At a congressional luncheon in their honor Tuesday, Education Secretary Betsy DeVos told leaders from historically black colleges and universities that the Department of Education “will continue working closely with you to help identify evolving needs, increase capacity, and attract research dollars. We will also work closely with you to launch new initiatives that meet the needs of today’s students.”
“HBCUs remain at the forefront of opening doors that had previously been closed to so many,” she said. “You made higher education accessible to students who otherwise would have been denied the opportunity.”
The White House acclaim for HBCUs comes in the same week as a study by The Education Trust, a Washington, D.C.-based nonprofit, revealed that the nation’s HBCUs are doing a much better job than predominantly white schools in graduating low-income black students.
The study, entitled “A Look at Black Student Success,” concluded that at most of the nation’s four-year public and private colleges and universities, a significant gap exists between the graduation rates of black students and white students. At the 676 public and private nonprofit institutions included in The Education Trust survey (not including HBCUs), the six-year graduation rate for black students was 45.4 percent — 19.3 points lower than the 64.7 percent graduation rate for white students.
The authors of the report, Andrew H. Nichols and Denzel Evans-Bell, point out a major reason for the gap: Black freshmen are less likely to enroll at institutions where most freshmen graduate (the nation’s most selective schools) and more likely to enroll at institutions where few do.
But the authors also burrowed beneath the numbers to assess how well the nation’s institutions of higher learning are doing with low-income students — identified as those eligible for the Pell Grant. A college degree has long been much less attainable for low-income Americans: Federal statistics indicate that an individual whose household income is in the top quartile of Americans is eight times more likely to hold a college degree than an individual in the lowest quartile.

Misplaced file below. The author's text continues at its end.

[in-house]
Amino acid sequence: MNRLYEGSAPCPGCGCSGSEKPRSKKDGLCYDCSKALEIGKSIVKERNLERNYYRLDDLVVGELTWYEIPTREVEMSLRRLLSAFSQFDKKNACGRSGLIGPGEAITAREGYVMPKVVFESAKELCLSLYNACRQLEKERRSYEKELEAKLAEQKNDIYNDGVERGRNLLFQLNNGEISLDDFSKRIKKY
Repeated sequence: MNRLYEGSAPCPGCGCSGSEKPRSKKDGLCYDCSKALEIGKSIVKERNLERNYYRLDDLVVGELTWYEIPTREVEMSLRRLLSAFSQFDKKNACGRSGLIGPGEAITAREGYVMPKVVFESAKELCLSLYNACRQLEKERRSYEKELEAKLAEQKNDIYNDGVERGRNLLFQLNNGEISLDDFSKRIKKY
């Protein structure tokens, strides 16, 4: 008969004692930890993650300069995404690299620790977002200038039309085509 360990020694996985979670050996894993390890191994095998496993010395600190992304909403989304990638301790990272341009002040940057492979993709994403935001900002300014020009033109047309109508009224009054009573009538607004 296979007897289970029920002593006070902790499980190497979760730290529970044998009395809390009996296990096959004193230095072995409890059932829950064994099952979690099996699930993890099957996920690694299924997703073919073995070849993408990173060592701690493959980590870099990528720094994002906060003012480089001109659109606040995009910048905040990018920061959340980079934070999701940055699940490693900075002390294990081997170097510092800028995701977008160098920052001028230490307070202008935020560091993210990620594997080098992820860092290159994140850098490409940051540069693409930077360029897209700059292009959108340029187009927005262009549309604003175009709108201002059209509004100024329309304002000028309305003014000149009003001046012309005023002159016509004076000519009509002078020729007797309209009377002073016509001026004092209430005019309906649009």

The study compared the graduation rates for schools whose Pell Grant recipients make up 40–75 percent of their student bodies. In this comparison, the average graduation rate for black students at HBCUs was 37.8 percent, compared with 32.0 percent for non-HBCUs. The study noted that roughly half of the nation’s 105 HBCUs have a freshman class where three-quarters of the students are from low-income backgrounds, while just 1 percent of the 676 non-HBCUs serve as high a percentage of low-income students.
Joe B. Whitehead Jr., provost and vice chancellor of Academic Affairs at North Carolina A&T State University, said that while A&T — one of the top five schools in the country in conferring bachelor’s degrees to African Americans — is seeking to enroll more students who are better prepared, the school recognizes that it must help students who are from more challenging backgrounds.
“While it doesn’t come out in the data, many students who are lower on the socioeconomic scale would be more successful if they didn’t have problems outside the classroom,” Whitehead said. “We are looking for ways to make them feel at home, make them feel comfortable discussing issues that may be at play in their lives that are obstacles to their performing at a higher level. It could be a lack of study habits, but it could be that there is a family issue at home the student is worried about. In some cases, students are helping maintain the household while they are in college. All of these things play a role in their success.”